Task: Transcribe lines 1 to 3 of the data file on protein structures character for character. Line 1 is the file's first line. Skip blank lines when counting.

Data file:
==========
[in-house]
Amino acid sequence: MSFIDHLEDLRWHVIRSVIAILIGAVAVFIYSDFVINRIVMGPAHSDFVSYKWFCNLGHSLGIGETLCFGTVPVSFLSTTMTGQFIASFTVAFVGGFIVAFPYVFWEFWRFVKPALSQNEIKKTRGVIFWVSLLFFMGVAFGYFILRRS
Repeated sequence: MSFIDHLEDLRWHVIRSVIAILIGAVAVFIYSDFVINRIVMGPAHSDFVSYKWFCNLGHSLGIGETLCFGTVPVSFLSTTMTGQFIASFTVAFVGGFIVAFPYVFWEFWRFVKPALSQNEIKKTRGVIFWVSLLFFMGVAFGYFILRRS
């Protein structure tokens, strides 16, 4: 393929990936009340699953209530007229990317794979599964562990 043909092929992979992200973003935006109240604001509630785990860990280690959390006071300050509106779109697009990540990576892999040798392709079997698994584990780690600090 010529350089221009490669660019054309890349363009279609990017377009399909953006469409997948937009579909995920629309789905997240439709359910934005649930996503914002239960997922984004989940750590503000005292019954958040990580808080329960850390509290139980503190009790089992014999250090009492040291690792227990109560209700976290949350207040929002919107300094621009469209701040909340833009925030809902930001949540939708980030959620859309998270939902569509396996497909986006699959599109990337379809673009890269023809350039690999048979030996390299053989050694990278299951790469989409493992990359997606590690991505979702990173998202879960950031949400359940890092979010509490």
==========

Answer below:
[in-house]
Amino acid sequence: MSFIDHLEDLRWHVIRSVIAILIGAVAVFIYSDFVINRIVMGPAHSDFVSYKWFCNLGHSLGIGETLCFGTVPVSFLSTTMTGQFIASFTVAFVGGFIVAFPYVFWEFWRFVKPALSQNEIKKTRGVIFWVSLLFFMGVAFGYFILRRS
Repeated sequence: MSFIDHLEDLRWHVIRSVIAILIGAVAVFIYSDFVINRIVMGPAHSDFVSYKWFCNLGHSLGIGETLCFGTVPVSFLSTTMTGQFIASFTVAFVGGFIVAFPYVFWEFWRFVKPALSQNEIKKTRGVIFWVSLLFFMGVAFGYFILRRS